2022 Men’s Lacrosse Bracketology 6.0

(Photo Courtesy of Brown Athletics)

Championship week is here!

On Sunday night, the bracket will be released and we’ll officially know who is in and who is out of this year’s NCAA Men’s Lacrosse Tournament. Here is one last look at bracketology before Selection Sunday.

How It Works

Here is a refresher as to how the NCAA Tournament works for those of you who may be unaware or have forgotten. The 2022 NCAA Men’s Lacrosse Tournament will feature eight seeded teams and 10 non-seeded teams. Those teams will make up the 18-team bracket.

10 teams will be automatic qualifiers (AQ) and those 10 will all be conference champions. Remember, the ACC does not have an AQ because a conference needed six teams to qualify for an AQ. The ACC only has five teams. With 10 AQ’s, that leaves eight spots for at-large selections.

With the return of the ASUN on the men’s lacrosse scene, the tournament returns to two play-in games featuring the bottom four teams. The winners of those games will have to face the No. 1 or No. 2 seed in the first round.

Now how does the NCAA selection committee pick teams for at-large bids and seed teams for the tournament? According to the committee, they consider a multitude of things. The committee looks at record, strength of schedule index (based on team’s 10 highest-rated games), RPI results, average RPI wins and losses, head-to-head results, record against ranked teams (1-5, 6-10, 11-15, 16-20, and 21+), significant wins and losses, location of games, results versus common opponents, and any polls do not matter.

You can find the official NCAA pre-championship manual here.

Projected Automatic Qualifiers

We still have a lot of lacrosse to be played, but if the tournament started today this is what the AQ situation would look like. These selections are based on who is the No. 1 seed in the conference tournaments

ConferenceTeamRecordConference RecordRPI RankSOS Rank
America EastVermont9-66-03935
Big EastGeorgetown13-15-0314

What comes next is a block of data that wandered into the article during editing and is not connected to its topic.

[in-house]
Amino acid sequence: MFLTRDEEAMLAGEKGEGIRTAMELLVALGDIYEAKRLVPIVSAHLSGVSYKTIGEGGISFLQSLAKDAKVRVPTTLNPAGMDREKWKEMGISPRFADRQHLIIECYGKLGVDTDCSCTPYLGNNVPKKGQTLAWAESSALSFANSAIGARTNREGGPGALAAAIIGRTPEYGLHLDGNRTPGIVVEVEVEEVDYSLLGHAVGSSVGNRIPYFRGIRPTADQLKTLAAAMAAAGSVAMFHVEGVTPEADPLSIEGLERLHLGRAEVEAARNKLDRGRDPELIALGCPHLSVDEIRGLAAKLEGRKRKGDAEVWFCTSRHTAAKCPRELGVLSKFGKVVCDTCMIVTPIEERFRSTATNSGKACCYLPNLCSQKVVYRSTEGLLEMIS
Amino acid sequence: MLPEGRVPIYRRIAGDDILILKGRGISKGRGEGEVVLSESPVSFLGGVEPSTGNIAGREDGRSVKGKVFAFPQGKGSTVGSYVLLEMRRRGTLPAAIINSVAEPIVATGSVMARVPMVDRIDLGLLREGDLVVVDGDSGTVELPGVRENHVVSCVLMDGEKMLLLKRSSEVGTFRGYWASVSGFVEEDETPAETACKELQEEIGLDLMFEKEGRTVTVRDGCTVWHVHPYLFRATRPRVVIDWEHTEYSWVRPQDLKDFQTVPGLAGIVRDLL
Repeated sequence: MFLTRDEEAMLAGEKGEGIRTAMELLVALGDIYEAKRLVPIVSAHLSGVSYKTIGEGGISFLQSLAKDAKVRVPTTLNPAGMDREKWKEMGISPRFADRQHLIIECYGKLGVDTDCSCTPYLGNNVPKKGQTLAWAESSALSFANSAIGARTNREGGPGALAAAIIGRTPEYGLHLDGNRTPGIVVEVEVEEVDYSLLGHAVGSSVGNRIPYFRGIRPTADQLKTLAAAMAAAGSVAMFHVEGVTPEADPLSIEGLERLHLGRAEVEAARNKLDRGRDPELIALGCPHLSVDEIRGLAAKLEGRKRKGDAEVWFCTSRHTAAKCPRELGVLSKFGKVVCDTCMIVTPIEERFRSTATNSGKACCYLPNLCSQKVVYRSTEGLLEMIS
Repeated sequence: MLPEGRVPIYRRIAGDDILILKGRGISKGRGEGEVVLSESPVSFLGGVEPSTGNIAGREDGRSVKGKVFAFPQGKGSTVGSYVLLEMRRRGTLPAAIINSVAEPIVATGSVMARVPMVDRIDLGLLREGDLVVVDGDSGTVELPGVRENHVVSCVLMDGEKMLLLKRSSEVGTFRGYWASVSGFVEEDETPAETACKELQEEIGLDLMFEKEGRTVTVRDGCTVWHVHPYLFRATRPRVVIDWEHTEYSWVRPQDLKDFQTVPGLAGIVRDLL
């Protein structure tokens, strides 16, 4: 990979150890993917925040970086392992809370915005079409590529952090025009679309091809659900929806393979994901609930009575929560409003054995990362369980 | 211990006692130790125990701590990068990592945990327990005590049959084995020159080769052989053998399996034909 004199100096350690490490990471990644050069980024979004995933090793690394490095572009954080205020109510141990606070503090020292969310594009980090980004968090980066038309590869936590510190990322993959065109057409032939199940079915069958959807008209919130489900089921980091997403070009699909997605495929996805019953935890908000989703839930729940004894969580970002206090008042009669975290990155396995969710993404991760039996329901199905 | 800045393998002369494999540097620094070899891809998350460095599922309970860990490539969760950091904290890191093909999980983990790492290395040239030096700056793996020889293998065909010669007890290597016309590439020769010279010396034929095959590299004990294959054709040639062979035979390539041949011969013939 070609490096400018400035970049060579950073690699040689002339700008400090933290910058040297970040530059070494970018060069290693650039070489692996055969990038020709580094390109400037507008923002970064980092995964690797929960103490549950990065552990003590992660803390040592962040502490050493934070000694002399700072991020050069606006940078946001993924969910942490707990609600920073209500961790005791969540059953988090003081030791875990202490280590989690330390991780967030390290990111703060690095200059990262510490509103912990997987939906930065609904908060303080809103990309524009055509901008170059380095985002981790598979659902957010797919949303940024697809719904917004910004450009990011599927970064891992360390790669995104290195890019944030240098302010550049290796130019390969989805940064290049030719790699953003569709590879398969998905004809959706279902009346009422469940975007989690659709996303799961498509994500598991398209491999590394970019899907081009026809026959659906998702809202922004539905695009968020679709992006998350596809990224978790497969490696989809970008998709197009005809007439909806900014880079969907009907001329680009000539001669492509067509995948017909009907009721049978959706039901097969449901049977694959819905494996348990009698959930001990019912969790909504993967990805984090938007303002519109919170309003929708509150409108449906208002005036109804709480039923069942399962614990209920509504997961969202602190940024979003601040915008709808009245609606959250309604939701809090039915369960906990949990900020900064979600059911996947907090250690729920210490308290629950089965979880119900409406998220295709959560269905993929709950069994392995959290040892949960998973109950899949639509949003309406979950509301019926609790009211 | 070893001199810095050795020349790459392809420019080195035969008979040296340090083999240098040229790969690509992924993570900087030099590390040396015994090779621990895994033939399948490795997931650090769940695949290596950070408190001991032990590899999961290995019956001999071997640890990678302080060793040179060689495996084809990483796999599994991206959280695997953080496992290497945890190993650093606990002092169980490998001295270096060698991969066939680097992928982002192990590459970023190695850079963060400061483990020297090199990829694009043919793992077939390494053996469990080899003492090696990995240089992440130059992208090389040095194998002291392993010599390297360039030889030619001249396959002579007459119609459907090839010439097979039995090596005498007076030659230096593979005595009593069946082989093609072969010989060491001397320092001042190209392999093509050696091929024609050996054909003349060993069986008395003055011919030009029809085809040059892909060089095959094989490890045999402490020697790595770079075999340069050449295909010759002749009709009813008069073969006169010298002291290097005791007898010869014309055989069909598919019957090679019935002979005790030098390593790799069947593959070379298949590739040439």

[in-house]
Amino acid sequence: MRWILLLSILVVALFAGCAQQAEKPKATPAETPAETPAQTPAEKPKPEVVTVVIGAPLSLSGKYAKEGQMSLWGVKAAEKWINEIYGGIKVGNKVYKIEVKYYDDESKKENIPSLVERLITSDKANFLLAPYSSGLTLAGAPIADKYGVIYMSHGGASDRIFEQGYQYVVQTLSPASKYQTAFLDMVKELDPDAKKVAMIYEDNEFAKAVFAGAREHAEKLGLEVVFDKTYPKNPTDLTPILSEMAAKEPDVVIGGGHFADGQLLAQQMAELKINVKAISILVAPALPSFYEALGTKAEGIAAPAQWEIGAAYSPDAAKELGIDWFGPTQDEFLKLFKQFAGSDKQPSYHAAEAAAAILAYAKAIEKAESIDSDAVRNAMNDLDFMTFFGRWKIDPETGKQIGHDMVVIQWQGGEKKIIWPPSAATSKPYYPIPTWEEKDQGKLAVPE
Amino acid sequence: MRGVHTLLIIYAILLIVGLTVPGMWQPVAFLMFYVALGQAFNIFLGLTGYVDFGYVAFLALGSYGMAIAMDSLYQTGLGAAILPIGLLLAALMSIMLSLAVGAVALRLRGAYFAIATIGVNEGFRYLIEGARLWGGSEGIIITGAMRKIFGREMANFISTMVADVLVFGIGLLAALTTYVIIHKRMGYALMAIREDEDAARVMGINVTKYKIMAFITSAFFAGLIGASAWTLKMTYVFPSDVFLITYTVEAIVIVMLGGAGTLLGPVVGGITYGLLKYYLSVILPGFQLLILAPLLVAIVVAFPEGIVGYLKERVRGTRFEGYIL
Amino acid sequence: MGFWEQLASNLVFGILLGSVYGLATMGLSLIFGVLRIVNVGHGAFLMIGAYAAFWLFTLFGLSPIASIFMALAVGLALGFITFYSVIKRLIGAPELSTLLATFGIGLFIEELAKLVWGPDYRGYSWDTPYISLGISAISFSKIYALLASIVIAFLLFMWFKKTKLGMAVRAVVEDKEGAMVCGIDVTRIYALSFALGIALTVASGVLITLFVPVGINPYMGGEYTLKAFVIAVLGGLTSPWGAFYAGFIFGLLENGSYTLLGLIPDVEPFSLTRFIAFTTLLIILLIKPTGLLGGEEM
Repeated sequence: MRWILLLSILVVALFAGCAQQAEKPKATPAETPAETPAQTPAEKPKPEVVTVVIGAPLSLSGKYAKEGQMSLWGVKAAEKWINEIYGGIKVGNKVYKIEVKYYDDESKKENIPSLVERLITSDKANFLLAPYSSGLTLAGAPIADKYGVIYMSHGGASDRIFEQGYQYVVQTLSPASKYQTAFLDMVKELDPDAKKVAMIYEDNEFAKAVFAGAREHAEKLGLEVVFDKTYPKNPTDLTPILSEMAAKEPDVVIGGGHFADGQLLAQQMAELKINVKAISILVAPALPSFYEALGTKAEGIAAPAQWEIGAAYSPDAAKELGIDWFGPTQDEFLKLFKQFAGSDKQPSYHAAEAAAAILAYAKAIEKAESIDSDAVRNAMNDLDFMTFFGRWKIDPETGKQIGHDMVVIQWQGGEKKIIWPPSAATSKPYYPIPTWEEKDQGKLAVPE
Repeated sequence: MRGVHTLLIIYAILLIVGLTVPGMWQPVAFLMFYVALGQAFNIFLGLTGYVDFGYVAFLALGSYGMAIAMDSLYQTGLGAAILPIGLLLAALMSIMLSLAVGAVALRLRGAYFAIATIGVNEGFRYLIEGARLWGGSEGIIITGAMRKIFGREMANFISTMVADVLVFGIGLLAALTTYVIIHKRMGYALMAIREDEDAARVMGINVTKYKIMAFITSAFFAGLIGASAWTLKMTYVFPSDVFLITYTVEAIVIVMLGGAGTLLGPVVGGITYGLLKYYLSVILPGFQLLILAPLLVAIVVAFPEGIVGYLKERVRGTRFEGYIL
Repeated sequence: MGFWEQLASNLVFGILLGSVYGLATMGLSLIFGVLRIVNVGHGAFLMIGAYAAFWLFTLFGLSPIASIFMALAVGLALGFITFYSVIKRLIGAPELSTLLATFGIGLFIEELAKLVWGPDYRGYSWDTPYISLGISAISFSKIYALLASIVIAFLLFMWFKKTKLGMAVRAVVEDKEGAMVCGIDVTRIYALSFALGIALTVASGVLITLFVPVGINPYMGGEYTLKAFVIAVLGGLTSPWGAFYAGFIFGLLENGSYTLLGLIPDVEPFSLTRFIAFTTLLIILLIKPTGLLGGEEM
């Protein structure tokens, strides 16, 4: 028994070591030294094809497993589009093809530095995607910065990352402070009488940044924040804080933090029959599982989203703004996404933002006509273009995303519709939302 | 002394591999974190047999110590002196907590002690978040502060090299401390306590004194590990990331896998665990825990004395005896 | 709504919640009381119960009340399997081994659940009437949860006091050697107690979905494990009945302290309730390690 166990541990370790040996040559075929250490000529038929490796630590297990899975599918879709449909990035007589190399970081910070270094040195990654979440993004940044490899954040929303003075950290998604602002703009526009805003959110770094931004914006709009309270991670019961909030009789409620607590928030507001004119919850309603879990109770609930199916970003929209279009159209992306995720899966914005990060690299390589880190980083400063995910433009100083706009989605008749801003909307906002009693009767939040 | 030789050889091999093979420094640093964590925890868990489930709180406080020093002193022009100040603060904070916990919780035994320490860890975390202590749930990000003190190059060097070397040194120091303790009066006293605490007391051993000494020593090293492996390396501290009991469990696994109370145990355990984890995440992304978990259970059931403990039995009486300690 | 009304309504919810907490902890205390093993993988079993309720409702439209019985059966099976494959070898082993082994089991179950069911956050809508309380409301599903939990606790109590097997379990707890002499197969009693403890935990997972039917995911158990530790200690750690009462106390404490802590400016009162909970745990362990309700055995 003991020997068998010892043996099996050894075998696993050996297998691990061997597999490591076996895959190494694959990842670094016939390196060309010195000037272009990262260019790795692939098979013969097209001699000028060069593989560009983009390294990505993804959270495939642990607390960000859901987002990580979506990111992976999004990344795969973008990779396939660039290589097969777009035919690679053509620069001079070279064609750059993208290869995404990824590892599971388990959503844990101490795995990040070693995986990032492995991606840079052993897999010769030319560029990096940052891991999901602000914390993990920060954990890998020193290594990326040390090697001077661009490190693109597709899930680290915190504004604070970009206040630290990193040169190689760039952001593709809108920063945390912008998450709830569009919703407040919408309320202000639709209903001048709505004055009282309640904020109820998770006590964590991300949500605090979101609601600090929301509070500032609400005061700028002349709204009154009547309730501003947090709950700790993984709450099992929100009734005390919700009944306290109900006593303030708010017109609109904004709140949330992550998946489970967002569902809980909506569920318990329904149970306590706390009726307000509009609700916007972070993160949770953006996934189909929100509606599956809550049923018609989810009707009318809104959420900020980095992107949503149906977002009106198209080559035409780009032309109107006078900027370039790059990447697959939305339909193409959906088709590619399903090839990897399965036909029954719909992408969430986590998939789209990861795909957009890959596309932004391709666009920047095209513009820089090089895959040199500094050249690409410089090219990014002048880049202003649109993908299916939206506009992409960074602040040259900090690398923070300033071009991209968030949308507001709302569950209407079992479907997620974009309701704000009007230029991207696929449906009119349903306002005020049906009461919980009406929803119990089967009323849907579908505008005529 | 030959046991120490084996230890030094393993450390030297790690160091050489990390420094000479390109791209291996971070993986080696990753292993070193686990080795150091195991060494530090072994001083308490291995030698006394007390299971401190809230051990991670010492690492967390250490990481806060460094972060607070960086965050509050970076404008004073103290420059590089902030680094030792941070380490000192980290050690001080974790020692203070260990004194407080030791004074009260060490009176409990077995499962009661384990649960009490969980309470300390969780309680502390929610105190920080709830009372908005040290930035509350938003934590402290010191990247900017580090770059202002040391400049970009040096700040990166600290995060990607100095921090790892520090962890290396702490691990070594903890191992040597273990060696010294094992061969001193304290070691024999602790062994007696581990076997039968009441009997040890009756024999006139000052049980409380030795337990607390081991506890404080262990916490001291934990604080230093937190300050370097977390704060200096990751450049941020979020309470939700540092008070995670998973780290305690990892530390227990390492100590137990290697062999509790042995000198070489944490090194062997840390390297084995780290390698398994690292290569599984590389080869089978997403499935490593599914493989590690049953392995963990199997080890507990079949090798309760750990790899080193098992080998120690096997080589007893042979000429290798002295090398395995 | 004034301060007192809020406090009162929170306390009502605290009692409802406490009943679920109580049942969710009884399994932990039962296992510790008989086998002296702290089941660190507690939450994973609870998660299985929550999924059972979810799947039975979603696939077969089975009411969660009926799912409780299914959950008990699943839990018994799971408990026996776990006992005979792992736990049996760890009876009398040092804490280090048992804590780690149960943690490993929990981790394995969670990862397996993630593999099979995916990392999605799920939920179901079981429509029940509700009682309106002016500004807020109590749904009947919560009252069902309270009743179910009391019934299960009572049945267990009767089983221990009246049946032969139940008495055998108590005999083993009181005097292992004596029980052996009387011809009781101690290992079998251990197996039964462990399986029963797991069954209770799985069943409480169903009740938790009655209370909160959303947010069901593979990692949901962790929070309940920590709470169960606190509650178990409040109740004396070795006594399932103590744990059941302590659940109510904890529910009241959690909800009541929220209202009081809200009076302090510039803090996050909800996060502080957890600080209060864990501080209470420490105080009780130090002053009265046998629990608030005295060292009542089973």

Big TenMaryland12-05-0118
Ivy LeagueBrown10-44-2912
MAACSt. Bonaventure10-35-14173
Patriot LeagueBoston U.10-47-11222
NECSaint Joseph’s12-37-01949

Data from Lacrossereference.com – 5/3

Possible At-Large Selections

As previously mentioned, after those 10 automatic qualifiers are set in stone, there are still eight other teams that will get in via at-large berths. This portion of the selection process is always fun, but maybe even more so this year with how tight things have seem to be across the landscape.

For this section this week, we are listing 14 teams that are in contention for a possible at-large bid after removing the projected AQs. Teams are listed in order based on their RPI rank.

ConferenceTeamRecordConference RecordRPI RankSOS Rank
Ivy LeaguePrinceton9-43-321
Ivy LeaguePenn8-43-344
Ivy LeagueYale6-43-356
Big TenRutgers12-24-1624
Ivy LeagueCornell11-34-278
Big TenOhio State10-43-21110
Ivy LeagueHarvard8-43-31215
ACCNotre Dame7-44-11321
Big EastDenver9-54-11516
ACCNorth Carolina8-61-5174
Patriot LeagueArmy West Point11-36-21827

Data from Lacrossereference.com – 5/3

Bids Per Conference

Before getting into what I think the bracket could look like at this time, let’s take a look at how many bids each conference could recieve. There are a few conference that are sure to get multiple bids while other may get just get one bid. Some of the bottom conferences will obviously only get that one AQ, as usual.

Ivy League – Five bids

Big Ten – Three bids

ACC – Two bids

Big East – One bid

Patriot League – One bid

ASUN – One bid

America East – One Bid 

CAA – One Bid

MAAC – One Bid

NEC – One Bid

SoCon – One Bid

Projected Bracket 6.0

Last Four in: Brown, Ohio State, Duke, Virginia

First Four out: Harvard, Notre Dame, Denver, North Carolina

Breaking it Down

In terms of who’s on the bubble, Ohio State and Virginia are in the best shape. I feel those two are locks. Virginia is done with their season and Ohio State has a Big Ten semifinals matchup against Rutgers this week. They can lose that and are still very likely to get in. Wins over Notre Dame and Harvard really help them.

As long as the status quo holds in the Big East, Patriot League, and Big Ten, the Ivy League will likely get five teams and that would mean Brown is in even if they don’t get the AQ. The same goes for the rest of the Ivy. Now, if either Georgetown or Boston U. doesn’t win their league, or if Maryland is upset by Johns Hopkins and the Blue Jays win the Big Ten, that could bring the Ivy bid down to five. Who would be left out in that case? If they don’t win the tournament, Brown or Cornell would be the most likely as they are the lowest in the RPI of the five Ivies currently projected in.

Unless something wild happens, Duke and Notre Dame will be fighting for that second ACC spot this weekend. The winner will end up on the right side of the bubble and the other on the wrong side.

2 thoughts on “2022 Men’s Lacrosse Bracketology 6.0

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